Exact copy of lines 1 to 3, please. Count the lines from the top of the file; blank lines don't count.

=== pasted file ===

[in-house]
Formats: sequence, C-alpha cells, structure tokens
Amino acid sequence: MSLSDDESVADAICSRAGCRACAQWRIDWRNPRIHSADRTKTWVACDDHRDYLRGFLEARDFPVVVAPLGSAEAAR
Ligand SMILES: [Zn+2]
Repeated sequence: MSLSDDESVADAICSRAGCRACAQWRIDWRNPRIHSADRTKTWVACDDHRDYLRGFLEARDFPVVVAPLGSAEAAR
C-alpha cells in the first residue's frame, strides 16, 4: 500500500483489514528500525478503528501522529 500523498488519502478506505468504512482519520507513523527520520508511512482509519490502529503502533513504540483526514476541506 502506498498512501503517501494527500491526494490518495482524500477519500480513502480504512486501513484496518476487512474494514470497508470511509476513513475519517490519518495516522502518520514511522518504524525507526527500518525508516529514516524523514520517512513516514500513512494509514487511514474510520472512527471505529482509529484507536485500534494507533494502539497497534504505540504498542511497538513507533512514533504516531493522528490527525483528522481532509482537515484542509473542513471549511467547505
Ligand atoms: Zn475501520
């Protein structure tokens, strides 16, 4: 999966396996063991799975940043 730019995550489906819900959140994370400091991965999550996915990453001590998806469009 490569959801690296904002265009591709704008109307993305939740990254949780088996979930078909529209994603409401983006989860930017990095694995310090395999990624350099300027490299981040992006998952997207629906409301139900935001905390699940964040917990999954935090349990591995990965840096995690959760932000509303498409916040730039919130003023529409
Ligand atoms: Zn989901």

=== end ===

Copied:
[in-house]
Formats: sequence, C-alpha cells, structure tokens
Amino acid sequence: MSLSDDESVADAICSRAGCRACAQWRIDWRNPRIHSADRTKTWVACDDHRDYLRGFLEARDFPVVVAPLGSAEAAR